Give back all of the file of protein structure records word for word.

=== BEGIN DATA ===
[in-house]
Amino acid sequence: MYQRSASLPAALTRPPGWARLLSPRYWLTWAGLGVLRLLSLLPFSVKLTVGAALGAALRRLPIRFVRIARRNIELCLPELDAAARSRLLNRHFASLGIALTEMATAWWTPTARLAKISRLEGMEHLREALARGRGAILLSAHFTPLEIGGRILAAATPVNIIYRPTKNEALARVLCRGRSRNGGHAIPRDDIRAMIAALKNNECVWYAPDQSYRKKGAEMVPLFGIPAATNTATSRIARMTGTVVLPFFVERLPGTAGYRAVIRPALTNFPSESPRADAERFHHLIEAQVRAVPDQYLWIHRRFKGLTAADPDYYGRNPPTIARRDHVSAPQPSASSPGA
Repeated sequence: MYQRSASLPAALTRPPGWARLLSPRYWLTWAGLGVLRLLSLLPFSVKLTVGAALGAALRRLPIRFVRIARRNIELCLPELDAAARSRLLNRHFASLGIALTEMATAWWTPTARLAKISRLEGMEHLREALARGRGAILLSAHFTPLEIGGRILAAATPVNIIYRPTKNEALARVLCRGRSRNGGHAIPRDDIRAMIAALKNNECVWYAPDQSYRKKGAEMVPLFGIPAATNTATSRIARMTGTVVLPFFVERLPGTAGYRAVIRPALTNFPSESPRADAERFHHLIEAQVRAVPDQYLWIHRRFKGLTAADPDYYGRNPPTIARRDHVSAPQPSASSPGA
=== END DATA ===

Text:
[in-house]
Amino acid sequence: MYQRSASLPAALTRPPGWARLLSPRYWLTWAGLGVLRLLSLLPFSVKLTVGAALGAALRRLPIRFVRIARRNIELCLPELDAAARSRLLNRHFASLGIALTEMATAWWTPTARLAKISRLEGMEHLREALARGRGAILLSAHFTPLEIGGRILAAATPVNIIYRPTKNEALARVLCRGRSRNGGHAIPRDDIRAMIAALKNNECVWYAPDQSYRKKGAEMVPLFGIPAATNTATSRIARMTGTVVLPFFVERLPGTAGYRAVIRPALTNFPSESPRADAERFHHLIEAQVRAVPDQYLWIHRRFKGLTAADPDYYGRNPPTIARRDHVSAPQPSASSPGA
Repeated sequence: MYQRSASLPAALTRPPGWARLLSPRYWLTWAGLGVLRLLSLLPFSVKLTVGAALGAALRRLPIRFVRIARRNIELCLPELDAAARSRLLNRHFASLGIALTEMATAWWTPTARLAKISRLEGMEHLREALARGRGAILLSAHFTPLEIGGRILAAATPVNIIYRPTKNEALARVLCRGRSRNGGHAIPRDDIRAMIAALKNNECVWYAPDQSYRKKGAEMVPLFGIPAATNTATSRIARMTGTVVLPFFVERLPGTAGYRAVIRPALTNFPSESPRADAERFHHLIEAQVRAVPDQYLWIHRRFKGLTAADPDYYGRNPPTIARRDHVSAPQPSASSPGA